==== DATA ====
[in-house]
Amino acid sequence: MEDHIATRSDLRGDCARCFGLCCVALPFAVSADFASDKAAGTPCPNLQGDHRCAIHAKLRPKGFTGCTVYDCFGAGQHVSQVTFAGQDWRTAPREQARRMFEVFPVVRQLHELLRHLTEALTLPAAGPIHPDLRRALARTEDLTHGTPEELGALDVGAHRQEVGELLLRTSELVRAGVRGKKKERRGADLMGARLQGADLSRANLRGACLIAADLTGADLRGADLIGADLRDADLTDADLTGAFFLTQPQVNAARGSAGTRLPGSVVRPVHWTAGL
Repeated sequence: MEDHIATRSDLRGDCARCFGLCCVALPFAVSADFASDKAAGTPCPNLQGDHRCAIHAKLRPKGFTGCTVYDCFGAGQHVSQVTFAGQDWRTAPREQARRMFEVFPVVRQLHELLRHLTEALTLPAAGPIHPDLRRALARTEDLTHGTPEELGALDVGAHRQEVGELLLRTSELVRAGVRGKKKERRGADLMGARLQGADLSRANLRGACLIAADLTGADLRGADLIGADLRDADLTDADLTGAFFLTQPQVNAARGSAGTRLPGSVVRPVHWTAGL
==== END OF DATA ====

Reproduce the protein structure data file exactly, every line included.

[in-house]
Amino acid sequence: MEDHIATRSDLRGDCARCFGLCCVALPFAVSADFASDKAAGTPCPNLQGDHRCAIHAKLRPKGFTGCTVYDCFGAGQHVSQVTFAGQDWRTAPREQARRMFEVFPVVRQLHELLRHLTEALTLPAAGPIHPDLRRALARTEDLTHGTPEELGALDVGAHRQEVGELLLRTSELVRAGVRGKKKERRGADLMGARLQGADLSRANLRGACLIAADLTGADLRGADLIGADLRDADLTDADLTGAFFLTQPQVNAARGSAGTRLPGSVVRPVHWTAGL
Repeated sequence: MEDHIATRSDLRGDCARCFGLCCVALPFAVSADFASDKAAGTPCPNLQGDHRCAIHAKLRPKGFTGCTVYDCFGAGQHVSQVTFAGQDWRTAPREQARRMFEVFPVVRQLHELLRHLTEALTLPAAGPIHPDLRRALARTEDLTHGTPEELGALDVGAHRQEVGELLLRTSELVRAGVRGKKKERRGADLMGARLQGADLSRANLRGACLIAADLTGADLRGADLIGADLRDADLTDADLTGAFFLTQPQVNAARGSAGTRLPGSVVRPVHWTAGL